MEXICO CITY — The Mexican government declared North Korea’s ambassador persona non grata on Thursday and gave him 72 hours to leave the country.
Mexico “absolutely rejects [North Korea’s] recent nuclear activity, which signifies a real and growing violation of international law and represents a grave threat to Asia and the world,” the Foreign Ministry said in a press release announcing that it was expelling Ambassador Kim Hyong Gil. It also reiterated its support for the UN Security Council’s resolutions regarding North Korea.
Last week, North Korea announced that it had tested a hydrogen bomb, only days after firing a missile over Japan. At a UN Security Council emergency meeting on Tuesday, US Ambassador Nikki Haley said North Korea was “begging for war.”
Mexico’s move comes as Donald Trump’s US administration works to convince countries from Southeast Asia to the Middle East to Latin America to cut diplomatic and trade ties with North Korea in hopes of further isolating the country in response to its nuclear ambitions. Though more than 90% of North Korea's trade is with its most important diplomatic ally, China, many other countries buy everything from seafood to small arms from Pyongyang, which depends on both legal and illicit commerce to finance its weapons programs.
In August, US Vice President Mike Pence urged Mexico, Brazil, Peru, and Chile to break off their relationships with Pyongyang. Mexico engages in trade with North Korea, but the amount is very small.
"Secretary Tillerson has made North Korea a priority and directed that to be so for chiefs of mission around the world," said David Maxwell, associate director for the Center for Security Studies at Georgetown University and a US army veteran who has served several tours in South Korea and Japan.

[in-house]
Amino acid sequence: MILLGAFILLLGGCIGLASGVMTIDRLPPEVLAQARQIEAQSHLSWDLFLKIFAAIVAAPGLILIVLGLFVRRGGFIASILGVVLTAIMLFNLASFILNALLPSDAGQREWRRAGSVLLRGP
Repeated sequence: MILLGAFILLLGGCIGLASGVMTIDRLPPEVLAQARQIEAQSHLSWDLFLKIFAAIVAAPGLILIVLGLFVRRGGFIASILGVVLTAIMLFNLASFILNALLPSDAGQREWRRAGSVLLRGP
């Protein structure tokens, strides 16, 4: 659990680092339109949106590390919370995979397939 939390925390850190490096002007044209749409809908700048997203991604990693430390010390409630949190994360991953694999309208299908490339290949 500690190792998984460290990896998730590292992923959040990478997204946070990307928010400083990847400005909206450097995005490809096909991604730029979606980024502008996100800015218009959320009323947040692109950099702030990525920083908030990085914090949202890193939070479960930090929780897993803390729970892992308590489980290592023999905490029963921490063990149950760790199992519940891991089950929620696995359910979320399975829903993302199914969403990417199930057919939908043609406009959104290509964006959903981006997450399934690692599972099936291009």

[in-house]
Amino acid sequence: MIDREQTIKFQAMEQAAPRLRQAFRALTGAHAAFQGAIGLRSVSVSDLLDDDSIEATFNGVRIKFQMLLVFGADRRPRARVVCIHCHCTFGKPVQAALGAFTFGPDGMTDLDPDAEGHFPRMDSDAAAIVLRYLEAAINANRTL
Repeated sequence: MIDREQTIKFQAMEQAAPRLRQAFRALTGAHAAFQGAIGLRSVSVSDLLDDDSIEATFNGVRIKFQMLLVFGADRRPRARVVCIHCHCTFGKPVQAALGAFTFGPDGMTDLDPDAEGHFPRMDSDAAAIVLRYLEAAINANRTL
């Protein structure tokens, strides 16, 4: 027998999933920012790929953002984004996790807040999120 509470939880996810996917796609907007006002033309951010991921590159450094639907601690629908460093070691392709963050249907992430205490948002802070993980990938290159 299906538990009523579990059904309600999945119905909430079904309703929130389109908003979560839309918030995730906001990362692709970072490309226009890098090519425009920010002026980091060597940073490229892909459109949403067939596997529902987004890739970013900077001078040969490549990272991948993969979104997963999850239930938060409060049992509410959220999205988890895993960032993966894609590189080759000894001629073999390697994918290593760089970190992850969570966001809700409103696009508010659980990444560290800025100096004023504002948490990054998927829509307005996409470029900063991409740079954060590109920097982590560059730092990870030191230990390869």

The US has put diplomatic pressure on other countries over their ties to Pyongyang in the past, but the Trump administration has made it explicit it's a high priority.
Mexico’s announcement comes at a sensitive time in its own relationship with the US. Trump’s frequent assertions that Mexico will pay for a border wall and his aggressive immigration policy have forced President Enrique Peña Nieto to take a harder line with the US.
The two countries are currently renegotiating the 23-year-old North American Free Trade Agreement, a pact that eliminated most tariffs between the US, Mexico, and Canada. Representatives from the three countries who have met for two rounds of talks say they have made progress, but the thorniest points, such as whether salaries for Mexican workers should be raised, have not been discussed.
“In the grand scheme of things this helps bilateral relations but does not affect the nitty-gritty of the negotiations,” said Duncan Wood, director of the Wilson Center’s Mexico Institute, adding that the missile North Korea fired over Japan likely pushed Mexico to act.
“Of course, it is strange that Mexico has a North Korean Embassy at all!” he added.